The Story of Gabe Plotkin As Told by Eugene Plotkin


Gabe Plotkin and the Story of Melvin Capital as Told by Eugene Plotkin

  <img src="plotkin,,eugene.jpg" alt="Eugene Plotkin CEO of TechWallet">

Eugene Plotkin in New York City

If you haven’t heard the story of how a $13 billion hedge fund lost half its value thanks to a renegade band of amateur investors, strap in. It’s quite a ride. 

To understand the story completely, we spoke with Eugene Plotkin, a financial expert and former investment banker

The story begins with Gabriel Plotkin, the founder and chief investment officer of Melvin Capital Management. A wunderkind in every sense of the word, he quickly gained notoriety as a disciplined trader with a knack for short sales. 

“He was remarkably good at noticing the cracks in the foundations of big companies before anyone else did,” Eugene Plotkin says. “In the aftermath of the historic losses and all the media attention, people tend to forget that. Gabe Plotkin made a lot of money by being very smart and seeing before anyone else.”

And the payoffs were big. Melvin Capital delivered returns of more than 30% by following Gabe Plotkin’s analyses. So, when he decided to short buy the retail video game company GameStop, no one blinked. 

“Gabe saw that GameStop was overvalued and decided that with the pandemic hitting, its stock would begin to plunge,” Eugene Plotkin says. “So, he made a bet against it. His market analysis was fairly clever. He understood that a brick-and-mortar video game business was a losing proposition. But there was another side that he, quite frankly, didn’t see coming — the Reddit investors.”

What Eugene Plotkin is referring to is a group of amateur traders, primarily men in their 20s and 30s, who talked about stocks in an online forum on 

Before Melvin Capital secured a short position, one Redditor had posted an analysis of GameStop stock that showed it was undervalued. Following this analysis, some other Redditors invested and made loads of money. It worked like this: Days after the Redditors bought stock, GameStop added a new board member who worked at Chewy, an online store offering pet food for home delivery. Thinking that GameStop was transitioning away from retail sales toward an online model, market watchers bought up the stock. 

The mass buys sent the Redditors’ investments through the roof. Some made 10 times their investment over a few days. The community was hooked and word spread fast. At the same time, Melvin Capital began to short the stock. 

Quickly, new users began to flood into Reddit’s stock-picking forums. Driven by the massive payouts of the GameStop investment, they began flocking to other stocks that had been staples of their ’90s childhoods — Nokia, AMC, Blackberry — all companies that were shorted by Melvin Capital.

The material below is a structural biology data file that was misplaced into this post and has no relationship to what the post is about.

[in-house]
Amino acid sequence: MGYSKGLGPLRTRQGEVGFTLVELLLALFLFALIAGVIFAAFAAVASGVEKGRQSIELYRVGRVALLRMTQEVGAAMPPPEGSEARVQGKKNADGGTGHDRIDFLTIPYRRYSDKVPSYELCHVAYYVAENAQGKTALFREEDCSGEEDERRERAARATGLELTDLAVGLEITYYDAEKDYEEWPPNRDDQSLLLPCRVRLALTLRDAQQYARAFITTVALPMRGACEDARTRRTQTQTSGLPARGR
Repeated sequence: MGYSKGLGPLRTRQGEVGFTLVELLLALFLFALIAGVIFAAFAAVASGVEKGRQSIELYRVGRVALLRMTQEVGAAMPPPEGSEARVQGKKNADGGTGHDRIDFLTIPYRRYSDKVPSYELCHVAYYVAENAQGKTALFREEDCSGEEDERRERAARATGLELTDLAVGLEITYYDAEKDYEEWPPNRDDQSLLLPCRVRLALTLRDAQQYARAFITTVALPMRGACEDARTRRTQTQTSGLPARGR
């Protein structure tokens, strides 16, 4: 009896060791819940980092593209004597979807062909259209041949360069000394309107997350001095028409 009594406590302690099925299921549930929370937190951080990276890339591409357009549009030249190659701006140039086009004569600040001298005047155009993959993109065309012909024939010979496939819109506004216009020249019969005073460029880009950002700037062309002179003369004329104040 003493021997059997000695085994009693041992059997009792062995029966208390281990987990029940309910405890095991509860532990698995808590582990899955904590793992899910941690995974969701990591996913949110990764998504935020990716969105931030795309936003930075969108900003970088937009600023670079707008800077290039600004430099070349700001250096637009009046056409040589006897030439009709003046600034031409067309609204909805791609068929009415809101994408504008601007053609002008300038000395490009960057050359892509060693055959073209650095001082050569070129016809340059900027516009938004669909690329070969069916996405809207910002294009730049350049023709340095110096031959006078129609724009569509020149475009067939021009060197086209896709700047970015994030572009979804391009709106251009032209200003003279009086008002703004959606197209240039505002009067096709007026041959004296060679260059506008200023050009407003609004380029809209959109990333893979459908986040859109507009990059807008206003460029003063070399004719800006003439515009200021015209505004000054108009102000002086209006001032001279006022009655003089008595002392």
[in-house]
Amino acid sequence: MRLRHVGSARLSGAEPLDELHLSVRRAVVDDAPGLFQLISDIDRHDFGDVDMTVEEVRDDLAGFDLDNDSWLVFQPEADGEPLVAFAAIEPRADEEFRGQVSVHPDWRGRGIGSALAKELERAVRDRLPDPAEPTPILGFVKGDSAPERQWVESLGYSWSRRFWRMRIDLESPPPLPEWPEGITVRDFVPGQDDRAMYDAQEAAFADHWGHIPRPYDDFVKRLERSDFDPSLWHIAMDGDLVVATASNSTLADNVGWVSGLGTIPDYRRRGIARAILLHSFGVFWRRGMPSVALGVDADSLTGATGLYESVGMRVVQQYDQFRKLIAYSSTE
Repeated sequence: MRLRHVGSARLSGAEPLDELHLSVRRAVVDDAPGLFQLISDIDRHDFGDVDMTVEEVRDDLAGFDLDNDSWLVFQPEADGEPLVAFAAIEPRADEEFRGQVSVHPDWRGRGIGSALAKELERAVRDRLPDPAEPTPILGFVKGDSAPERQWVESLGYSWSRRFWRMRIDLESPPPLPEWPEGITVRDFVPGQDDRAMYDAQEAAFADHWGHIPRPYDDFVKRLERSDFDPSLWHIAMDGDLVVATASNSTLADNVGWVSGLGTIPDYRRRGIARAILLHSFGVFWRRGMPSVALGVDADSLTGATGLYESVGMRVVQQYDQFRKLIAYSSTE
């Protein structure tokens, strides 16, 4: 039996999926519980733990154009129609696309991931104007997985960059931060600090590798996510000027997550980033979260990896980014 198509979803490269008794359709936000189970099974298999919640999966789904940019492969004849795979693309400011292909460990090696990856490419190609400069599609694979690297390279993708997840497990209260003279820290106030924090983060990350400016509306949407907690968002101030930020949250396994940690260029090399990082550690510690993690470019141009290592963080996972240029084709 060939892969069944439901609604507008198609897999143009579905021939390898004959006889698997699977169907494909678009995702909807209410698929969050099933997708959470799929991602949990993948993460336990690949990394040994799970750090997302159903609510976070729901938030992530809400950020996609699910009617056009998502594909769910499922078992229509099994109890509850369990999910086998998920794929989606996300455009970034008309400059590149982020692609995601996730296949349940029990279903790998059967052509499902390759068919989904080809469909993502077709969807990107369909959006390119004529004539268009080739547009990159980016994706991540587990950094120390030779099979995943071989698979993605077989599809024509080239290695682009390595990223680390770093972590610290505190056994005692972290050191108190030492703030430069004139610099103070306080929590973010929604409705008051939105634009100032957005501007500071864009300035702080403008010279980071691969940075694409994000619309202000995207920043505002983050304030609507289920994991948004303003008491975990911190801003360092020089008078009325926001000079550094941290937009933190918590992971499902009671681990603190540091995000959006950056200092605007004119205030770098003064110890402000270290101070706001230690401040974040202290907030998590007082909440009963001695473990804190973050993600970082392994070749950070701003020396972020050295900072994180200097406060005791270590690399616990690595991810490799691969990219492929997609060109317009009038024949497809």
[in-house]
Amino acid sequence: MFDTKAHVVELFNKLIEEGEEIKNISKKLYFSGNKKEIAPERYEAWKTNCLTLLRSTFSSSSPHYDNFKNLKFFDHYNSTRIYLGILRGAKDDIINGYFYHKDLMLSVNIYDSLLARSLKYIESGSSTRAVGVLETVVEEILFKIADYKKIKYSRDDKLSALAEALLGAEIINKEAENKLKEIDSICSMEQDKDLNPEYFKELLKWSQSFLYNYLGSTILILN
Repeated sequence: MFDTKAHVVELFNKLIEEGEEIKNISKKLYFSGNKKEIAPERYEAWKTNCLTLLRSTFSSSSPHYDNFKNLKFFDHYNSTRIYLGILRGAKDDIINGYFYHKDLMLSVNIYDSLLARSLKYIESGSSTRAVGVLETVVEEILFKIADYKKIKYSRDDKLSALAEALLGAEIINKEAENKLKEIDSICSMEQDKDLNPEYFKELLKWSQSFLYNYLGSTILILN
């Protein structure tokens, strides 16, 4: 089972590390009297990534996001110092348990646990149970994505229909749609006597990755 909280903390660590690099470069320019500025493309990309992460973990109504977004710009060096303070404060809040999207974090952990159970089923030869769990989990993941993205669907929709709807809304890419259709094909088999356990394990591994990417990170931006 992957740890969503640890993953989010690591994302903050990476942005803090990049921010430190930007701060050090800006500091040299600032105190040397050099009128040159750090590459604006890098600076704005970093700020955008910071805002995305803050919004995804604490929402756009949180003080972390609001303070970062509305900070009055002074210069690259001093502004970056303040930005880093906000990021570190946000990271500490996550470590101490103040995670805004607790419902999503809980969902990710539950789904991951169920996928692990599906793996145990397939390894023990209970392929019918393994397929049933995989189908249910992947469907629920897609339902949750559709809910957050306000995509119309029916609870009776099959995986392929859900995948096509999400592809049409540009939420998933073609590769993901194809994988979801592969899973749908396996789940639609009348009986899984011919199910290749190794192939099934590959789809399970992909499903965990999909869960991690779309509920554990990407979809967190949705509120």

The mass buys drove up the stock prices, especially in GameStop, and landed Melvin Capital in trouble. But instead of changing tactics, Gabe Plotkin doubled down on his short position. When the fund released its filings for Q3, they revealed Melvin was shorting 5.4 million shares of GameStop, up from 3.4 million. 

Sharp-eyed Redditors saw the increased short position as a thrown gauntlet. They too doubled down and bought more stock, vowing to take its price “to the moon.” 

The Redditors began to make memes about the experience. Many depicted Gabe Plotkin as a bad guy in the mold of pop culture villains like Darth Vader or Thanos. In online forums, they talked about their squeeze like a game — and they were winning. 

“What happened with the Reddit stock-pickers was unheralded. We saw the full power that small groups of people can wield,” Eugene Plotkin says. “You had all of these regular people who were getting rich while people they considered elites were losing money. And that, in turn, drove them to push it further. At its lowest point, Melvin Capital was losing $1 billion per day — it was an insane time.”

With losses piling up and no end in sight, Melvin was forced to take a bailout. It accepted a cash injection of $2.75 billion from other hedge funds and exited its bet against GameStop after losing 53% of the $13 billion it was managing. 

Then, just as suddenly as it began, the roller coaster stopped. Robinhood, the stock trading app that allowed Redditors to invest, started to cap trades on the so-called “meme stocks.” With the momentum stalled, GameStop’s stock price fell back to Earth. Redditors began to sell. 

The ride was over. The game stopped. But, as Eugene Plotkin noted, it managed to change the way Wall Street functioned. 

“Some people look at this like a confirmation that the serious-minded investors were right all along, but that’s not the right takeaway,” he says. “As a result of this, we’ve seen many hedge funds change how they operate. Their appetite for shorts is significantly less. They actually pay attention to retail investors now because they see the power there. The Redditors quite literally changed the game.” 

Melvin Capital ended 2021 down over 39% and currently faces several lawsuits concerning statements the company and executives made during the GameStop episode. Melvin Capital is on record as saying the lawsuits are “without merit.”